The Raspberry Pi running Raspian has some built-in temperature sensors. The sensor is on the CPU die, and you can find it at;
CheckMK supports the idea of local checks. A local check is a simple script that runs in the agent on a host and performs whatever check processing and verification that’s required on the client end. This means you cannot customize the warn/crit thresholds from the CheckMK host end. But they’re easy to write.
The above simplistic script reads in the CPU temperature of the RPi, and sets a warn threshold of 90% of the throttling temperature with a critical threshold of 100% of the throttling temperature.
If you add this into;
On your Raspian install, then manually run check_mk_agent, you’ll see in the <<<local>>> section the output from the sensor. You can then edit the host in CheckMK and add the new service that is automatically inventoried. I assume here that your CPU die never gets below 0 degrees (should be fairly sensible in most circumstances, I imagine).
I use HWiNFO64 on my Windows PCs to monitor the various temperature and fan sensors. I wanted to get this data into CheckMK for monitoring purposes. Here’s how I did it.
First, in HWiNFO, tag any sensors you want to monitor for the Vista gadget. This causes HWiNFO to populate registry keys with the relevant data. You’ll then need to make a custom plugin for CheckMK in C:\Program Files (x86)\checkmk\plugins named “hwinfo64.cmd”, containing the following;
Now, do a test on your CheckMK server, you should see the <<<hwinfo64>>> fields in your agent output for the host. Great. Now we need to write a check in CheckMK to interpret that data. Make a new check ‘hwinfo64’ in /omd/sites/SITENAME/local/share/check_mk/checks, replacing SITENAME with your OMD site name;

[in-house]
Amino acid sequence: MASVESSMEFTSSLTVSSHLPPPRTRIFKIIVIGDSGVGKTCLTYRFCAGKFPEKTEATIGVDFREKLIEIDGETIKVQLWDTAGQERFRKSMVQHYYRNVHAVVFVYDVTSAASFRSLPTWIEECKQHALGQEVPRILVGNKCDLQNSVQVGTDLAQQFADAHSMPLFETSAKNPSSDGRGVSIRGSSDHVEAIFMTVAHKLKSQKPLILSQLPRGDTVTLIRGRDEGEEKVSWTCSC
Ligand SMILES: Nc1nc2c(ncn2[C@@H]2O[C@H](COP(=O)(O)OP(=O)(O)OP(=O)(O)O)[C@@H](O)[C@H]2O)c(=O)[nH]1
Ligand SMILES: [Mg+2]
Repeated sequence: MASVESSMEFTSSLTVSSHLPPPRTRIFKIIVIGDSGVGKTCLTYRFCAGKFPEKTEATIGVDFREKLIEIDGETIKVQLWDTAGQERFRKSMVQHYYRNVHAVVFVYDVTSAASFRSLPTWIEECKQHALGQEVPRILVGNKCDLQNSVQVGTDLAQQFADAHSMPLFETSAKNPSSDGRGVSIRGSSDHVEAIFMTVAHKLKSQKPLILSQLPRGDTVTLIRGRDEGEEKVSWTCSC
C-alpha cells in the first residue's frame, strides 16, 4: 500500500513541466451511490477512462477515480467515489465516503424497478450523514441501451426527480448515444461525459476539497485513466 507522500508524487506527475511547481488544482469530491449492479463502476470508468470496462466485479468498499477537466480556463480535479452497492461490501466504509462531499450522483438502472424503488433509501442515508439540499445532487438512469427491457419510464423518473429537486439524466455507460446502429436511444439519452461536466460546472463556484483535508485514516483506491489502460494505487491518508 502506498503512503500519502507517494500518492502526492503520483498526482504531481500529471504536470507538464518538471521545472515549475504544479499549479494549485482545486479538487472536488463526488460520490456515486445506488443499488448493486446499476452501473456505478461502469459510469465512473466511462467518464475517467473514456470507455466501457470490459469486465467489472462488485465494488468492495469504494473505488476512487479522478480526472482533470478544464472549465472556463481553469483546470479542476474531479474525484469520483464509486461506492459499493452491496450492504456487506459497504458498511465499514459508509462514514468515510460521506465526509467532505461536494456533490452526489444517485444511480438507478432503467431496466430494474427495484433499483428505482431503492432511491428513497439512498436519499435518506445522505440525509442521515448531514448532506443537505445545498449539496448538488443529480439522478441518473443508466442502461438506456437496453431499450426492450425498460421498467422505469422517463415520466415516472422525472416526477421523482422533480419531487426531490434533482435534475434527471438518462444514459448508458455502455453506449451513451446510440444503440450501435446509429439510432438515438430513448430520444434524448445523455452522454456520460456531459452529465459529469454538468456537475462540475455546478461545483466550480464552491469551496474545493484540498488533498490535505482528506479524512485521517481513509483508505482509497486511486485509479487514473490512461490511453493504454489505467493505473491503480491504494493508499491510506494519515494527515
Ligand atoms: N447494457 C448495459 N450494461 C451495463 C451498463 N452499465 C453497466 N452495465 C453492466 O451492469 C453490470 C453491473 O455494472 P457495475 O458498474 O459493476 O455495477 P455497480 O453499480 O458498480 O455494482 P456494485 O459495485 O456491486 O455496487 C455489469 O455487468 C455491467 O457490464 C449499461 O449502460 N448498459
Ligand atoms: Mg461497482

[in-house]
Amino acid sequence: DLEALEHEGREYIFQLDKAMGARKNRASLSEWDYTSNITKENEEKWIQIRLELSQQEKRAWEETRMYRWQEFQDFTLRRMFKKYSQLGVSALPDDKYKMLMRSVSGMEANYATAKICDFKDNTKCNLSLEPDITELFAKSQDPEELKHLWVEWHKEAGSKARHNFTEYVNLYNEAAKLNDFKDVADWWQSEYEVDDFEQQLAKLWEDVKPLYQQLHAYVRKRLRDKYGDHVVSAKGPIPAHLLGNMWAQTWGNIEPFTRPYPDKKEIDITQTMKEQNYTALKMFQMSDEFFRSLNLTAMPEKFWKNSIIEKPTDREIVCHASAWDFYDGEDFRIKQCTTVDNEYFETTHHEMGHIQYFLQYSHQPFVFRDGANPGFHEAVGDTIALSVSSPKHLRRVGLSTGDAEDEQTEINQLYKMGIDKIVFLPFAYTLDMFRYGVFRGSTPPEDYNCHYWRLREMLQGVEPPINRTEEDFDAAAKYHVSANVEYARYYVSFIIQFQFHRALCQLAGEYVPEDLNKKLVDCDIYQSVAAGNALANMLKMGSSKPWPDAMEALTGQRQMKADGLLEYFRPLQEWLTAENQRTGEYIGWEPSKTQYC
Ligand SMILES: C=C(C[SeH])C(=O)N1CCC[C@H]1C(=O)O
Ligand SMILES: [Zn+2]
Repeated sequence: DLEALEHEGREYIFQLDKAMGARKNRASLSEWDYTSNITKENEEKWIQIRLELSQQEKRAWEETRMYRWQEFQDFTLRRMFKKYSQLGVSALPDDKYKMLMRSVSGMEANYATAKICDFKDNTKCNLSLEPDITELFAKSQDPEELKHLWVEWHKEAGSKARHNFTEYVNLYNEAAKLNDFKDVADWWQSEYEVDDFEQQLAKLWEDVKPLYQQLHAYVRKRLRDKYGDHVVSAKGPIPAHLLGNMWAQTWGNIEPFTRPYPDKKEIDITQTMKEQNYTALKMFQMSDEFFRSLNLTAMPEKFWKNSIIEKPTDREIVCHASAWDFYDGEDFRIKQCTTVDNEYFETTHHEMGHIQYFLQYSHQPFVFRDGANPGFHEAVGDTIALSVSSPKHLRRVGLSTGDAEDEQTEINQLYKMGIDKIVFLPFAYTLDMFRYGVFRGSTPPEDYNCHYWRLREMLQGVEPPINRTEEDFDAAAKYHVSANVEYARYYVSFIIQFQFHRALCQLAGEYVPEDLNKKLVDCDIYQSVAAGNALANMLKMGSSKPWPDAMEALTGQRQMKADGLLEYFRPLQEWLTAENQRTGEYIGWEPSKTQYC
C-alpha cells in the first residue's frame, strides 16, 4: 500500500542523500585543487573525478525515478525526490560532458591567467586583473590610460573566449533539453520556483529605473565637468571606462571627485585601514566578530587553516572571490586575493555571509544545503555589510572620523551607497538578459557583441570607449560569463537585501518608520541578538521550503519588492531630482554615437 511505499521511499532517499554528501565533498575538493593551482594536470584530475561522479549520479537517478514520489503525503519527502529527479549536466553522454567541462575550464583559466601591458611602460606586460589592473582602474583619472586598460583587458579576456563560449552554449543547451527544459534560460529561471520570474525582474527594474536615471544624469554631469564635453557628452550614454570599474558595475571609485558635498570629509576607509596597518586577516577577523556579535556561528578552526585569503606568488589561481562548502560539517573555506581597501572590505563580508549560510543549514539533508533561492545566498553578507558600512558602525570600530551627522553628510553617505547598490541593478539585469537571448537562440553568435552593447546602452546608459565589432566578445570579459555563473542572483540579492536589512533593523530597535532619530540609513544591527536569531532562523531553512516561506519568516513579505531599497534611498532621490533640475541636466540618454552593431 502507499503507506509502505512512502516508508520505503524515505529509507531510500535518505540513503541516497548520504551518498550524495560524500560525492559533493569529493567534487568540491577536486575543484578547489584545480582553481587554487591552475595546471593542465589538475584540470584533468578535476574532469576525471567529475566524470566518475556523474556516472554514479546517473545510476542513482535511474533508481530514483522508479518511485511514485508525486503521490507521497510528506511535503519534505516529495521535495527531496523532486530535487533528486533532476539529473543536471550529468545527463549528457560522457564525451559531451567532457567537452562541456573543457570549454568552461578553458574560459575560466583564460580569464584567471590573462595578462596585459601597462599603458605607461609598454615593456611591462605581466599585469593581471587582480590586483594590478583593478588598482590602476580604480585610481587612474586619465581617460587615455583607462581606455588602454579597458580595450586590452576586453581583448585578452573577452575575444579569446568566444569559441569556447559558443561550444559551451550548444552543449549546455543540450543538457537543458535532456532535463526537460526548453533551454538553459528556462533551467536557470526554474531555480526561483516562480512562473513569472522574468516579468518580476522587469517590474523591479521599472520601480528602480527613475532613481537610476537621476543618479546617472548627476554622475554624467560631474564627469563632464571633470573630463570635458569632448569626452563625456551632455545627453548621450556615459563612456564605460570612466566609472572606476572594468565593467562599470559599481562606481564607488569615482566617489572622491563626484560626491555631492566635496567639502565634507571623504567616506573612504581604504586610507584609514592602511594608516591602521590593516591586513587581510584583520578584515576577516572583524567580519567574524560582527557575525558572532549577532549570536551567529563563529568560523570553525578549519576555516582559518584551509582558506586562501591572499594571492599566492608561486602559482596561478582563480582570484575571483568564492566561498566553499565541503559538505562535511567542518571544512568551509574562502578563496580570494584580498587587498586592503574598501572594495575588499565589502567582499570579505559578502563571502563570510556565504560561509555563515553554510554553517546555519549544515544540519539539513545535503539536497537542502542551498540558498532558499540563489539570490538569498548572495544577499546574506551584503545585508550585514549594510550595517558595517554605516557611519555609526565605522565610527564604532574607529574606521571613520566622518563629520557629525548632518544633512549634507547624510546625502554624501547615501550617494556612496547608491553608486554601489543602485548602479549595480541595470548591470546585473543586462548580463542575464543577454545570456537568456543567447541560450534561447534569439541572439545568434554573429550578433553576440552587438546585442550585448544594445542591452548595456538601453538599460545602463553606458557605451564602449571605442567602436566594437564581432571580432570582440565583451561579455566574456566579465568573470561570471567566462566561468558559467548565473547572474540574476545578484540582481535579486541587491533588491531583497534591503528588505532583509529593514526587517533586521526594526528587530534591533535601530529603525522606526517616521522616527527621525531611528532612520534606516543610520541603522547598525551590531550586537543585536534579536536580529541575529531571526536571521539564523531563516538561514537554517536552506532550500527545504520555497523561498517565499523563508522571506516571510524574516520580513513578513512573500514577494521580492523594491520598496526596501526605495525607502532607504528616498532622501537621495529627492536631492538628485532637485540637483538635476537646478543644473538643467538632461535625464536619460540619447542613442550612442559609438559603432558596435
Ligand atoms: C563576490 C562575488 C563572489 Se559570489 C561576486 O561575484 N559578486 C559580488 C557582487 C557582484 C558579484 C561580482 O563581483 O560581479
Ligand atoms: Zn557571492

Apologies for the terrible Python, my Python is very weak. Also note that this assumes that all temperature-type sensors are in Celsius units, and all fan-type sensors are in RPM units.
Once that’s done, you should be able to add services to your host and the HWiNFO sensors will be automatically inventoried and show up. They will use some default thresholds. In order to customize those thresholds, edit etc/check_mk/main.mk in your OMD site and do something like this;
That will set the warning/crit threshold for CPU temp checks at 70/80 C, and the threshold for GPU checks at 90/100 C, on the machines ‘desktop1’ and ‘desktop2’. Set as appropriate for your environment.
I’ve recently started converting my old Nagios installs across to using CheckMK. As part of this, I have a collection of old Nagios checks that I want to be able to use verbatim in CheckMK as legacy checks. Here’s how you do that.
After you create your site using OMD, go into the site with ‘su – <sitename>’. Then, edit etc/check_mk/main.mk and add something like this;
legacy_checks = [
( ( "check_solar!250!100", "Solar Output", True), [ "inverter" ] ),
extra_nagios_conf += r"""
# 'check_solar' - Checks status of solar array
# ARG1 = Warning level
# ARG2 = Critical level
command_line $USER2$/check_solar $ARG1$ $ARG2$
Now, put your script (in this case it’s check_solar) into local/lib/nagios/plugins/ . What’s going on here is this;
- Define a legacy Nagios check calling the command check_solar with parameters 250 and 100. The check will have a description of Solar Output, outputs performance statistics, and will be assigned to the host named inverter.
- Define a chunk of legacy Nagios config defining the check_solar command.
Then, go into your inverter host, edit services, and the manual service should appear. Save config and you’re done! Pretty easy.